[20] Because treatments and samples are not independent of one another, due to the experimental design, we chose to corroborate these findings using a mixed modeling approach which allows for testing the significance of fixed effects (in this case, treatment type), but controls for pseudoreplication (site and species), i.e., multiple measurements of a particular species or site are not independent of one another. Analysis was performed on species within a site; therefore, the site is the top hierarchical measure of replication and then species the second level. The data structure thus requires a nested random effect—species within site (denoted by site/species). The first portion of this test controls these random effects, whilst the second concerns one-way analysis of variance (ANOVA) which looks for a significant difference between the means of the four treatment groups. The modeled treatment is compared with the control, where treatment affects are removed using ANOVA. In order to ascertain which treatments are different from one another, and therefore responsible for the overall significant difference, a posthoc test is performed as a third step. This test performs a pairwise comparison of all groups, but penalized for doing multiple tests in order to prevent the generation of false positive results (type I statistical errors). When performing such statistical analysis, it is essential that the model meets the assumption of the test. In the case of linear modeling with a normal error distribution, the residuals of the model must be normally distributed and have homogeneity of variance (homoscedastic). Apart from shell weights after treatment with Calgon®, which are significantly lower than all treatments and control, the effects of all pretreatments on Mg/Ca ratios, isotopic, and total abundance are not significant (Figure 11). While a number of responses had to be transformed in order to obtain a normal distribution, this is likely a result of the relatively low sample sizes.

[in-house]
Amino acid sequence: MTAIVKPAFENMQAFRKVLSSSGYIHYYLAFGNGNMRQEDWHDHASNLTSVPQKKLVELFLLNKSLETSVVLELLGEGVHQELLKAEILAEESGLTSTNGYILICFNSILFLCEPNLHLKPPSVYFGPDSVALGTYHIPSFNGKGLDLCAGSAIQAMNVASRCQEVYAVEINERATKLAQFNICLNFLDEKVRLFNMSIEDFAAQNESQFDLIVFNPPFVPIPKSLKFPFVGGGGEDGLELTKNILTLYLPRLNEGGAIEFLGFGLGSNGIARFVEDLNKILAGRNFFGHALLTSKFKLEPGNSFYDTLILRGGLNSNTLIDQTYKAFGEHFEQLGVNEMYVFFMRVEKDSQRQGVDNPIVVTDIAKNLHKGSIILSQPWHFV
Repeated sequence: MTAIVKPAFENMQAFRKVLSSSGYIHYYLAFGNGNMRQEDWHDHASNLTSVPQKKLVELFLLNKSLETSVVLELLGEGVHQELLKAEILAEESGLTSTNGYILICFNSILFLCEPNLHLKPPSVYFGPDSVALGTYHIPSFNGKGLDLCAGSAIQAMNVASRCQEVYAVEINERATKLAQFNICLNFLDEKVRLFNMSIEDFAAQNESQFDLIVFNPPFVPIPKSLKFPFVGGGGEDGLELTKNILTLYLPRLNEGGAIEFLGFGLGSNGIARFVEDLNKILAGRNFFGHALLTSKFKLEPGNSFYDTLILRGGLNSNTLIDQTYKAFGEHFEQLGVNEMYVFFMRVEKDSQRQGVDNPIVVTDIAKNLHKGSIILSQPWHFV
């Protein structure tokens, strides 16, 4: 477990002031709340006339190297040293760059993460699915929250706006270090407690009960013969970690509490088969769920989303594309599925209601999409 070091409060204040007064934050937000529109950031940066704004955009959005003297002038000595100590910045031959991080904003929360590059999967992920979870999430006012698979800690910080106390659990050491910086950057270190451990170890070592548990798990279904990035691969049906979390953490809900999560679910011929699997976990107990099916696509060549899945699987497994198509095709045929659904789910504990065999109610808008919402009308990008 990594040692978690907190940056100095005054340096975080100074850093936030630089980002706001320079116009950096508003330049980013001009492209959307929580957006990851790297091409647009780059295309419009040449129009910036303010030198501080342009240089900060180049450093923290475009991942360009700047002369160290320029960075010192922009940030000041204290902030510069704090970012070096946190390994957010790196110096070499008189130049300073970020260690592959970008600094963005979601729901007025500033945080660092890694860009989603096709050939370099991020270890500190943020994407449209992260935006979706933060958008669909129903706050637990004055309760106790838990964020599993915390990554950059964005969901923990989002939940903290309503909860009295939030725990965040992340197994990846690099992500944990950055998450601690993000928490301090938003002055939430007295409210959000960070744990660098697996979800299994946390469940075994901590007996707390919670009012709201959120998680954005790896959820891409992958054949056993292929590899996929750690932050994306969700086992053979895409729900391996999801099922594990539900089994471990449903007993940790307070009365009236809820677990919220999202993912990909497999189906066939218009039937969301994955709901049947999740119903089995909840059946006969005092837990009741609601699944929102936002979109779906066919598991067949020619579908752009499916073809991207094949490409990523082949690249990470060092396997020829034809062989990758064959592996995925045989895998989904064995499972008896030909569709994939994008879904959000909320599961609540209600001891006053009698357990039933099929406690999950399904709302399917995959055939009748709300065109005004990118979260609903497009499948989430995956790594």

Figure 11.

Statistic linear modelling results for (a) total abundance, (b) individual shell mass, (c) trace metal (Mg/Ca), and (d) stable isotope (δ18O) geochemistry.

4. Discussion

[21] Ganssen [1981] surmized the influence of chemical treatment and the storage medium (ethanol, Rose Bengal, formalin, tetrachlorethylene, and hydrogen perioxide) on the isotopic composition of two foraminiferal shells (the benthic species Haynesina germanica and planktonic Globigerinoides sacculifer) and on crushed Solnhofen limestone was due to partial dissolution. Our results suggest that the treatment of sedimentary material by chemicals does not influence the derived proxies: faunal abundance, stable isotopic, and trace metal geochemistry. In a comparison with treated, boiled for 3 h in buffered 10% hydrogen peroxide, and untreated samples, washed in hot demineralized water, Berger [1970] in a in situ calcite dissolution experiment, noted an increase in susceptibility of the treated samples to waters that were undersaturated with respect to calcium carbonate. However, whilst oxygen isotope and Mg/Ca values appear lower in the deeper samples of the North Atlantic chemical treatment does not appear to exacerbate any apparent effect of water depth, in turn a reflection of the position of sample relative to the lysocline. Whilst our research questions have been answered, we wish to draw the attention to a number of aspects concerning routine use of the proxies studied here in the following sections.

4.1. Shell Weight